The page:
Amazing Audiobooks Part Three: Enthralling Nonfiction

These true tales range from the funny and flippant to the gritty and gruesome. Give nonfiction audio a try! You may find that nonfiction (which doesn’t always have a strong narrative thread you need to follow) is ideal for listening in stops and starts.

  • Devil in the White City by Erik Larson; this gripping tale of a serial killer at the 1893 World’s Fair in Chicago is so spellbinding, you’ll want to extend your commute to hear more!
  • Bossypants by Tina Fey, read by the author: this book is shriekingly funny. Truly one of the best audio books around – Fey is witty and direct, never sappy, and always gut-bustingly hilarious.
  • The Immortal Life of Henrietta Lacks by Rebecca Skloot; a universally praised book that mixes science with history and family drama.
  • Is Everyone Hanging Out Without Me? And Other Concerns by Mindy Kaling Lexie reviewed the book, and I agree with her: this book is FUNNY. You’ll want to be best friends with Mindy by the end.
  • I Feel Bad About My Neck by Nora Ephron: Ephron’s candid observations on life and getting older are enjoyable and crisply humorous.
  • Zeitoun by Dave Eggers: The gritty true story of the tribulations of Abduhlraman Zeitoun and his family in the aftermath of Hurricane Katrina.
  • At Home by Bill Bryson, read by the author: see my review for a longer rant on the excellence of this very excellent book.
  • The Partly Cloudy Patriot by Sarah Vowell, read by the author: You know Sarah Vowell’s voice already – she vocalized for Violet in Pixar’s The Incredibles. You’ll also recognize the many luminaries/musicians/comedians/TV personalities who make cameos in her delectable book – Conan O’Brien and Stephen Colbert, for example. Oh, and it’s full of intelligent and interesting essays about history and American culture, too.

Read This, Not That: A Game of Thrones by George R.R. Martin

Though first published in 1996, A Game of Thrones and its four sequels (collectively known as A Song of Ice and Fire) have become a phenomenon in library hold queues of late thanks to HBO’s serial adaptation (season 2 premieres on April 1) and the summer ’11 release of the bestselling A Dance With Dragons. If you’re interested in the series but were turned off by the verbose visuals and relentless attention to detail, you are not alone. Try these titles for an alternative jaunt into gritty, political, and subtly-fantastical realms.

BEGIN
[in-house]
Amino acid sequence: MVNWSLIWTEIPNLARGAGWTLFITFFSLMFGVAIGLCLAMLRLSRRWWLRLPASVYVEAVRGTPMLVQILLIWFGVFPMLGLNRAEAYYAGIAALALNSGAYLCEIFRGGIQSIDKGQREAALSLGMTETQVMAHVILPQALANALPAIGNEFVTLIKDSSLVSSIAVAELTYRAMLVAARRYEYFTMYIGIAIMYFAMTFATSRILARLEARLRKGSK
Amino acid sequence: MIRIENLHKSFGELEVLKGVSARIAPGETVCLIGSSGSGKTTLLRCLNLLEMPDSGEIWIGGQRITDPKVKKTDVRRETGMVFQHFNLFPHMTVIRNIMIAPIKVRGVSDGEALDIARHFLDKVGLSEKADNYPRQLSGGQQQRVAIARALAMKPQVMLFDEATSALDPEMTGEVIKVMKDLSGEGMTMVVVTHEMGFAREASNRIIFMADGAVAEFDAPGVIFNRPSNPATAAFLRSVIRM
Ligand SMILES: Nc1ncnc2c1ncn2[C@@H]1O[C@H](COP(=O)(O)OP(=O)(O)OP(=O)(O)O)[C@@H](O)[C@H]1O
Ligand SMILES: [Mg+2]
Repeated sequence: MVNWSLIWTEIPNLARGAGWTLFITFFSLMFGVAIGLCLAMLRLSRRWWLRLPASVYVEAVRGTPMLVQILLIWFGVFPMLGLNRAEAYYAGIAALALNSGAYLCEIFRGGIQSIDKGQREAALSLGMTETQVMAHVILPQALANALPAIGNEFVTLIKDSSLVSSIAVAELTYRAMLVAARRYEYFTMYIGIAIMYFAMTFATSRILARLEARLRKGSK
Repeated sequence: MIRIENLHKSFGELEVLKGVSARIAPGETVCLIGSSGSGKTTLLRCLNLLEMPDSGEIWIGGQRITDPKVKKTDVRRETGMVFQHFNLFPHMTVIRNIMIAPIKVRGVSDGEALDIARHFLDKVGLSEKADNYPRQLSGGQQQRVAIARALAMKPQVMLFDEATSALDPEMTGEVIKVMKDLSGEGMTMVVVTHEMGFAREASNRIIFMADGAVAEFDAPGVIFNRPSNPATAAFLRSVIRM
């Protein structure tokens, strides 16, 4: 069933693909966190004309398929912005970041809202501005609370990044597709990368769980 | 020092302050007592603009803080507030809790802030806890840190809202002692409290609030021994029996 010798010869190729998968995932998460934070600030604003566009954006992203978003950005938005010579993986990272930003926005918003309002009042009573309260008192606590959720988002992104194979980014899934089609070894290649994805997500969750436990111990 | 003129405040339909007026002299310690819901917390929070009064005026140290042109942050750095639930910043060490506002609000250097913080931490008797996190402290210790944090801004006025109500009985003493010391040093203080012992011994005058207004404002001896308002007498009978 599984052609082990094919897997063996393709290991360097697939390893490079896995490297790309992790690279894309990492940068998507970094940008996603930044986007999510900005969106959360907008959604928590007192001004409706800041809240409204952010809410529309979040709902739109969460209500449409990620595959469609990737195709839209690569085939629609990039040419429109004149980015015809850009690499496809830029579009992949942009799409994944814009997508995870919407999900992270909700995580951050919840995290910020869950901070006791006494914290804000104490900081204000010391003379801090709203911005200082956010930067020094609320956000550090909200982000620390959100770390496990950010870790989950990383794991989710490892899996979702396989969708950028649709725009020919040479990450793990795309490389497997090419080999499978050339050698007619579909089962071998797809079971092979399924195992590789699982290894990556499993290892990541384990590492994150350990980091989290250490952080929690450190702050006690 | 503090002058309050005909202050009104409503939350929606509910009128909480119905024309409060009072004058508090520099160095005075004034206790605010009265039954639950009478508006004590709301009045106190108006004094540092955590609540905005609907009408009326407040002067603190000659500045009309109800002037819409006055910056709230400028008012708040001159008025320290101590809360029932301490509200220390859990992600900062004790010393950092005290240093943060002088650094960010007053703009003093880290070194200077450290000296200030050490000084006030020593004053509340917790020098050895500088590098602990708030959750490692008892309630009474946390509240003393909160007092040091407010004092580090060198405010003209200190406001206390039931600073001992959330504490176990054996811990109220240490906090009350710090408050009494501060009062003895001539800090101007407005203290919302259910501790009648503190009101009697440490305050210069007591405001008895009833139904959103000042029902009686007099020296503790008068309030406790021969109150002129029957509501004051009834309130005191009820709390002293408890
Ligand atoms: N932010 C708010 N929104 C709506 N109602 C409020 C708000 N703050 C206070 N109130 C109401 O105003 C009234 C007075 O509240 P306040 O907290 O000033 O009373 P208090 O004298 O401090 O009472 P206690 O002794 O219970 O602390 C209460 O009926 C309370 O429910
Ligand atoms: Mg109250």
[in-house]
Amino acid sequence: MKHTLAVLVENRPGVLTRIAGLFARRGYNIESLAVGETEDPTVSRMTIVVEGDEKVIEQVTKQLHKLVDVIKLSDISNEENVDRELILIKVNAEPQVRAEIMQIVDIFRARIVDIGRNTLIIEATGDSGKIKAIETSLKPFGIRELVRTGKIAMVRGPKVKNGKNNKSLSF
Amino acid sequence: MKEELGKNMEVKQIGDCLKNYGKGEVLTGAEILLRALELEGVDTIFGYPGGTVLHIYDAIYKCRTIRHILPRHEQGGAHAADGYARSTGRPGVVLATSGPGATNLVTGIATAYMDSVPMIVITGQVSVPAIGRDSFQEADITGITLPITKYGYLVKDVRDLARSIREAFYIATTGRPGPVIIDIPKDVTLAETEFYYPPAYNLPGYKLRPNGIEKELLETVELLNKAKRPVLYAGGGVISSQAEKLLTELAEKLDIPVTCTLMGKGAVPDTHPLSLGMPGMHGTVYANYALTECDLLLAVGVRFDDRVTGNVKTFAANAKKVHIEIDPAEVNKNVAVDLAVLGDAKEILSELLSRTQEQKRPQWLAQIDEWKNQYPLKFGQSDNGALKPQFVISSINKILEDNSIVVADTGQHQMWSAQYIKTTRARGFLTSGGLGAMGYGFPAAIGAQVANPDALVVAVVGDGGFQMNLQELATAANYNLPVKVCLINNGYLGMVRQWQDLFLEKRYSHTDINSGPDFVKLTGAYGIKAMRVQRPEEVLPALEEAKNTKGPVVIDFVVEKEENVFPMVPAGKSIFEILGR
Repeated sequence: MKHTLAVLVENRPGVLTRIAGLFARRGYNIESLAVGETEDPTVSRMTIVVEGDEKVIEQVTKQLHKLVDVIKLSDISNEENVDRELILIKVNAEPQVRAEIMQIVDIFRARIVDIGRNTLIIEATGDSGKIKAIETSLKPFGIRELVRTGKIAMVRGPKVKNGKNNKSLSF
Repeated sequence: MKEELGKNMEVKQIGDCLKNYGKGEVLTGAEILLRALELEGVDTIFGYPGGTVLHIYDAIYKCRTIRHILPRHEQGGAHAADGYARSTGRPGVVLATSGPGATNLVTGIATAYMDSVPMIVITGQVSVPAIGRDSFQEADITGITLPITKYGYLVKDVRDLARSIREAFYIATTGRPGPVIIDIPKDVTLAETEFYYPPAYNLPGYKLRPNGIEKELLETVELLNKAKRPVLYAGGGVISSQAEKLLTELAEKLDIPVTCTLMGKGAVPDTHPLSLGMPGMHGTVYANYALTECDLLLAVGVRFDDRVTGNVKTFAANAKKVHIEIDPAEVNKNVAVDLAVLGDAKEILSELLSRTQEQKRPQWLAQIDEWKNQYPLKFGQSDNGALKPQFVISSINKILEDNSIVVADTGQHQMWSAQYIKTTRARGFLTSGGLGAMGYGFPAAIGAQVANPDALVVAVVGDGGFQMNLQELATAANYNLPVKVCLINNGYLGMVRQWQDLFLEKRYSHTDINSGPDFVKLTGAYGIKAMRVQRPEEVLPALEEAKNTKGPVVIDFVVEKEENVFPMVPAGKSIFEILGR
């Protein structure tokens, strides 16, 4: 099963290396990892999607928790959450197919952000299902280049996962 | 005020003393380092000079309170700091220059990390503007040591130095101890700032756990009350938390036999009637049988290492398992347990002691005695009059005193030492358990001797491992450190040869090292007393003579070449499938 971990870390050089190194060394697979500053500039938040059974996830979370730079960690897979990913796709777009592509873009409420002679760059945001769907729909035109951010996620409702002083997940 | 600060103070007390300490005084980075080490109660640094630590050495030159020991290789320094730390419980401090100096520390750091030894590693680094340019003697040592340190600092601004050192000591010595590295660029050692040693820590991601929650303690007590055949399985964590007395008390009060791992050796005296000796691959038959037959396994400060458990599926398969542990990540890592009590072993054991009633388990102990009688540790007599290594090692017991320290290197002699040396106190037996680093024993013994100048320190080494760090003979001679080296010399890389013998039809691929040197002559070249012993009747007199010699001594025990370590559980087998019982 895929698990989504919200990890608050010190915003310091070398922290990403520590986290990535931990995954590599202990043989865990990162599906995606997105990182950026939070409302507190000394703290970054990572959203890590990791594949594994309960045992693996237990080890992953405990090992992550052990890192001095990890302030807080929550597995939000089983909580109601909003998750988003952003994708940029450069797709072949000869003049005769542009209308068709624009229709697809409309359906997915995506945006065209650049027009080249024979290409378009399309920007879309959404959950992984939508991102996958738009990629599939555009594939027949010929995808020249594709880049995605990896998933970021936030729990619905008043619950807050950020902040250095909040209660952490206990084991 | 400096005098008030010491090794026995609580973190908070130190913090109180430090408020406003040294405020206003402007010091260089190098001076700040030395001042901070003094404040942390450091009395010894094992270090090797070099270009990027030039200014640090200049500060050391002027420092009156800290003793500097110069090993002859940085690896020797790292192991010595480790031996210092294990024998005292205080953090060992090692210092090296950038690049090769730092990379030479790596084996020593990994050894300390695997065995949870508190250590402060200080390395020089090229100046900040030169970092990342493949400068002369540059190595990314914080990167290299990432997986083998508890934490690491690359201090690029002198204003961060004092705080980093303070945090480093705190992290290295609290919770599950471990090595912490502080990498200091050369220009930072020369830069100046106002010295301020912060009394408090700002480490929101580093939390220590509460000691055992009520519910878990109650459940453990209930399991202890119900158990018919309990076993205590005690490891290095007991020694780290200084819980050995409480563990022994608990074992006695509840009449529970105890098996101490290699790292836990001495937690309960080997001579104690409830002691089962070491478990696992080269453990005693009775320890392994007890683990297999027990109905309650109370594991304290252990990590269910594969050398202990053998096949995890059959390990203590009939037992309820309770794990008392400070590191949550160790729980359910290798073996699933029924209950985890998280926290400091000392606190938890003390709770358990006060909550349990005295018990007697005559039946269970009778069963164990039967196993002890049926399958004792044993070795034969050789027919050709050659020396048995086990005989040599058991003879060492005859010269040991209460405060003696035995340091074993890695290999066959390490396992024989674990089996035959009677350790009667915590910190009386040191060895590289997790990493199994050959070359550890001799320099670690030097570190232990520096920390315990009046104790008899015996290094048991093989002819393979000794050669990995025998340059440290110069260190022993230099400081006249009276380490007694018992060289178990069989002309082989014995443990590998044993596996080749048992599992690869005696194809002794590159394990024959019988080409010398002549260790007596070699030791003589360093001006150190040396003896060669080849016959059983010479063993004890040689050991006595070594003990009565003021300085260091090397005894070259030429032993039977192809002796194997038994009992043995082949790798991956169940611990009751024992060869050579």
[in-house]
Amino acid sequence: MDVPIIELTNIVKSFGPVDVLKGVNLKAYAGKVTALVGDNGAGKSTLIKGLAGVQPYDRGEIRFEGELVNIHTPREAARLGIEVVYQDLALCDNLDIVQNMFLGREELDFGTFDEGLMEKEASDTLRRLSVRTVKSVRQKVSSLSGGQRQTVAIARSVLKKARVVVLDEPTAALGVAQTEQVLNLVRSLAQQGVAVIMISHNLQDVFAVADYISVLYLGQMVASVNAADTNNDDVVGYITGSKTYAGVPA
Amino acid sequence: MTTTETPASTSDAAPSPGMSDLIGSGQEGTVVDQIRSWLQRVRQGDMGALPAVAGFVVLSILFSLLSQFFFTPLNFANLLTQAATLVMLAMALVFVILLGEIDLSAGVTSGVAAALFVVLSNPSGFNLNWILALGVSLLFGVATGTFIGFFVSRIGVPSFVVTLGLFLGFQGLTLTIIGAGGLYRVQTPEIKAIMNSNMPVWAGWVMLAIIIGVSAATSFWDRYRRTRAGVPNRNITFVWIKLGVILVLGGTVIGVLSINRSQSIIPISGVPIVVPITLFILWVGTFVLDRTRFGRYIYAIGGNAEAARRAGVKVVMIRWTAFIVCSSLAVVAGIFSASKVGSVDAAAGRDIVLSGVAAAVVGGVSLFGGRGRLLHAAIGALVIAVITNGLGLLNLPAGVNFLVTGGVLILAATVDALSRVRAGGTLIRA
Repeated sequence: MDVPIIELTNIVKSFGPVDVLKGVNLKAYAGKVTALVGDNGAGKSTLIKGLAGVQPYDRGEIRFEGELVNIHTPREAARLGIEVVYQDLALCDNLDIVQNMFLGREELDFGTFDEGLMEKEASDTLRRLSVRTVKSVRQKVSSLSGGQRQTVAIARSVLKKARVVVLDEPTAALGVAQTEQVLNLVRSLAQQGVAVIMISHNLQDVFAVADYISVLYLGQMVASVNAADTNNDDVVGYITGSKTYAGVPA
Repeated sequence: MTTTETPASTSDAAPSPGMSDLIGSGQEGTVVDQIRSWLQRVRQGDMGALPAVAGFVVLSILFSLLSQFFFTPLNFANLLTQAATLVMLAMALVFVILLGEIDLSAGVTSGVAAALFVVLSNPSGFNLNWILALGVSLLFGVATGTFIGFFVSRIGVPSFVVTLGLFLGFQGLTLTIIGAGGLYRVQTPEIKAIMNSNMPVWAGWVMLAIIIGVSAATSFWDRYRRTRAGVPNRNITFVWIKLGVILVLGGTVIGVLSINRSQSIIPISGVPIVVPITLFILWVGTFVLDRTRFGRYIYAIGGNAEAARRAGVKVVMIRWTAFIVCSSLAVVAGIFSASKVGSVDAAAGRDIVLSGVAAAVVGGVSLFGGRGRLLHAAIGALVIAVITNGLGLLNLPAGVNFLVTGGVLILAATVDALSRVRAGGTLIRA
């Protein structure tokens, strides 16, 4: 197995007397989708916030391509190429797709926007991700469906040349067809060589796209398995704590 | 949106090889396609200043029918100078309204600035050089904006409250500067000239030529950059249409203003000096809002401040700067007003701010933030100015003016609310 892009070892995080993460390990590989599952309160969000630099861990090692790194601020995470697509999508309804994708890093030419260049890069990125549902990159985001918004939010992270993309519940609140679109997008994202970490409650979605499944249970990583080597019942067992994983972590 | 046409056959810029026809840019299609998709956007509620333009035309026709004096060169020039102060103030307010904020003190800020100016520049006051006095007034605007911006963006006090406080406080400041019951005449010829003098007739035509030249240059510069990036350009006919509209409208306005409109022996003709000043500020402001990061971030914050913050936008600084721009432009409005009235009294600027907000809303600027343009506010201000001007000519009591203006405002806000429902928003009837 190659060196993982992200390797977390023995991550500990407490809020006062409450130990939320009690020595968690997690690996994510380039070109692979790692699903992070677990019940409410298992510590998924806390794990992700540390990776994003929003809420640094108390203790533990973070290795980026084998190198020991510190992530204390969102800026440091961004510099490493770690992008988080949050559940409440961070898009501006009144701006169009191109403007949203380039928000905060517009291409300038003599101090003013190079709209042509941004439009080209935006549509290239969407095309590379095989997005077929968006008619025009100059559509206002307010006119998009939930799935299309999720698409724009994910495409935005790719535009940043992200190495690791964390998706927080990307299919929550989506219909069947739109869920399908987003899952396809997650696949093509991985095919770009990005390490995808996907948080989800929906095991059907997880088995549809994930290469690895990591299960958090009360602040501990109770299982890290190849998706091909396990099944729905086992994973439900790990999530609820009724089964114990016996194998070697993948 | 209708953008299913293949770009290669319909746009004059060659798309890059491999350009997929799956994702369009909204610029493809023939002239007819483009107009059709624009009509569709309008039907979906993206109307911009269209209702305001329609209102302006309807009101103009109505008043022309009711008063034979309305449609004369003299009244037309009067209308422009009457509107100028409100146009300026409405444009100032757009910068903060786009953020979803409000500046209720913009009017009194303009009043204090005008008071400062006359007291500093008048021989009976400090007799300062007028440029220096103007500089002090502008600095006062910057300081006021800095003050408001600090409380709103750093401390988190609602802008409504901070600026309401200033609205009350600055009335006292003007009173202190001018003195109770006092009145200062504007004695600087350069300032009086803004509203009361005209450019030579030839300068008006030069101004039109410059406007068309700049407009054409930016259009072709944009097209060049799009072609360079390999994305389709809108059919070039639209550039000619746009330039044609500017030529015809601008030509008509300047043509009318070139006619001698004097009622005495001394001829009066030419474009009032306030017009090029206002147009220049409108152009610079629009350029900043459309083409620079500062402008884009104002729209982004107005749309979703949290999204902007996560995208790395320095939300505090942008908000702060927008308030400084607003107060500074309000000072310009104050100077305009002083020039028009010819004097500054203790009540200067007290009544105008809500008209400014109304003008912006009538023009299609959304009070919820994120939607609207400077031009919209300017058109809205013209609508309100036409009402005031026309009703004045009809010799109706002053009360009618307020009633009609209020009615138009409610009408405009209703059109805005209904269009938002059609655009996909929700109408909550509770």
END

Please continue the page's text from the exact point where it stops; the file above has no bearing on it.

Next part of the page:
If you are intrigued by the era of Martin’s inspiration, England’s Wars of the Roses, try The White Queen by Philippa Gregory, or any of her rich historical novels set in a similar time period, including The Red Queen (a direct sequel), The Other Boleyn Girl, and The Other Queen. For a factual (but nonetheless exciting) version of the story, try Alison Weir’s The Wars of the Roses.

Part of the appeal of Martin’s work is the very small part that magic and fantasy play in the narrative. If you appreciate that ratio, consider The Historian by Elizabeth Kostova, in which a modern woman is embroiled in the continuing high-stakes mystery of Vlad the Impaler (aka Dracula). Another tale of subtle magic is Garden Spells by Sarah Addison Allen, which explores the lives a Southern family with a unique talent for growing (and using) magical plants in a successful catering business.

If the gripping political drama of a royal family pulls you in, but the fantasy elements are off putting, you’ll love Bernard Cornwell, whose Arthur books (beginning with The Winter King) make the mythic saga fresh, exciting, and utterly believable.

If you enjoy gritty fantasy but not a lot of length, consider The Lies of Locke Lamora by Scott Lynch or The Blade Itself by Joe Abercrombie. Both are #1 in their respective serials, but can be enjoyed individually. Additionally, they each still come in very far below the page count Martin sets. In hardcover, A Song of Ice and Fire numbers 4,223 pages in total – a truly intimidating figure. By contrast, Abercrombie’s entire trilogy numbers only 1,810, and Lynch’s tale wraps up in a snappy 752.

At Home by Bill Bryson